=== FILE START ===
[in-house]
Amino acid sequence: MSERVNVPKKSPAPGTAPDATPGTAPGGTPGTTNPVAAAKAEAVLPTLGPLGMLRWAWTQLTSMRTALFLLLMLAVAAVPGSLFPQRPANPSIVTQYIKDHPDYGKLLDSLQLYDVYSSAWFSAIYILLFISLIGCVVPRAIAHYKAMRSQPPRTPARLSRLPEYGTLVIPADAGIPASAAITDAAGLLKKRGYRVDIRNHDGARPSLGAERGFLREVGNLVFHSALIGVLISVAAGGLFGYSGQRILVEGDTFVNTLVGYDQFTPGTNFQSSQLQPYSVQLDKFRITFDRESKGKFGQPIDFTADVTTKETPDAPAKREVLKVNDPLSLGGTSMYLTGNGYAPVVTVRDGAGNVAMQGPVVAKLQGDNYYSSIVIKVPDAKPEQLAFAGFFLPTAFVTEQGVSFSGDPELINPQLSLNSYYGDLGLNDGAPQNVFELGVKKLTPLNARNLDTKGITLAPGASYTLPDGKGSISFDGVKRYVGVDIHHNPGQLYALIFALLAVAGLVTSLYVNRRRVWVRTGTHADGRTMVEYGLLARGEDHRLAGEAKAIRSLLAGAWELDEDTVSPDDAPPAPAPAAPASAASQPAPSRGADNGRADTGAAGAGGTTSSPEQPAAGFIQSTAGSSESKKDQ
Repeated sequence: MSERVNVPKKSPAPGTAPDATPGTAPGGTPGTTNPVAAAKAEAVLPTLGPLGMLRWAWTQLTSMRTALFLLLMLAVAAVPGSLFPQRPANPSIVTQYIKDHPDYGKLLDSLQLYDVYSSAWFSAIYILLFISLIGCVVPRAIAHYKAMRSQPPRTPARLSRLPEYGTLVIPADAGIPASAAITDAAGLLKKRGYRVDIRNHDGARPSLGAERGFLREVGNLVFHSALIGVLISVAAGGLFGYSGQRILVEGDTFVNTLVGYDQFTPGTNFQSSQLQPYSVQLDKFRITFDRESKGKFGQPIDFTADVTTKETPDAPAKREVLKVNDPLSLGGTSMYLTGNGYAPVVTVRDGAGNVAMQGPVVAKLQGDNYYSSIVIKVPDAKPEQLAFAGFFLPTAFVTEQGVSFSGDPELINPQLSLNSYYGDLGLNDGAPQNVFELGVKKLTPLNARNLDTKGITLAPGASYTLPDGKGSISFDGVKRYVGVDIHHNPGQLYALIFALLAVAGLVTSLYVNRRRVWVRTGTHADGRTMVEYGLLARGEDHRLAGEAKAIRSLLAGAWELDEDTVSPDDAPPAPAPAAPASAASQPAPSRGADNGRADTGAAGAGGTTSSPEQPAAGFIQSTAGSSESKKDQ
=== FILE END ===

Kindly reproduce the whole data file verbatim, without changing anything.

[in-house]
Amino acid sequence: MSERVNVPKKSPAPGTAPDATPGTAPGGTPGTTNPVAAAKAEAVLPTLGPLGMLRWAWTQLTSMRTALFLLLMLAVAAVPGSLFPQRPANPSIVTQYIKDHPDYGKLLDSLQLYDVYSSAWFSAIYILLFISLIGCVVPRAIAHYKAMRSQPPRTPARLSRLPEYGTLVIPADAGIPASAAITDAAGLLKKRGYRVDIRNHDGARPSLGAERGFLREVGNLVFHSALIGVLISVAAGGLFGYSGQRILVEGDTFVNTLVGYDQFTPGTNFQSSQLQPYSVQLDKFRITFDRESKGKFGQPIDFTADVTTKETPDAPAKREVLKVNDPLSLGGTSMYLTGNGYAPVVTVRDGAGNVAMQGPVVAKLQGDNYYSSIVIKVPDAKPEQLAFAGFFLPTAFVTEQGVSFSGDPELINPQLSLNSYYGDLGLNDGAPQNVFELGVKKLTPLNARNLDTKGITLAPGASYTLPDGKGSISFDGVKRYVGVDIHHNPGQLYALIFALLAVAGLVTSLYVNRRRVWVRTGTHADGRTMVEYGLLARGEDHRLAGEAKAIRSLLAGAWELDEDTVSPDDAPPAPAPAAPASAASQPAPSRGADNGRADTGAAGAGGTTSSPEQPAAGFIQSTAGSSESKKDQ
Repeated sequence: MSERVNVPKKSPAPGTAPDATPGTAPGGTPGTTNPVAAAKAEAVLPTLGPLGMLRWAWTQLTSMRTALFLLLMLAVAAVPGSLFPQRPANPSIVTQYIKDHPDYGKLLDSLQLYDVYSSAWFSAIYILLFISLIGCVVPRAIAHYKAMRSQPPRTPARLSRLPEYGTLVIPADAGIPASAAITDAAGLLKKRGYRVDIRNHDGARPSLGAERGFLREVGNLVFHSALIGVLISVAAGGLFGYSGQRILVEGDTFVNTLVGYDQFTPGTNFQSSQLQPYSVQLDKFRITFDRESKGKFGQPIDFTADVTTKETPDAPAKREVLKVNDPLSLGGTSMYLTGNGYAPVVTVRDGAGNVAMQGPVVAKLQGDNYYSSIVIKVPDAKPEQLAFAGFFLPTAFVTEQGVSFSGDPELINPQLSLNSYYGDLGLNDGAPQNVFELGVKKLTPLNARNLDTKGITLAPGASYTLPDGKGSISFDGVKRYVGVDIHHNPGQLYALIFALLAVAGLVTSLYVNRRRVWVRTGTHADGRTMVEYGLLARGEDHRLAGEAKAIRSLLAGAWELDEDTVSPDDAPPAPAPAAPASAASQPAPSRGADNGRADTGAAGAGGTTSSPEQPAAGFIQSTAGSSESKKDQ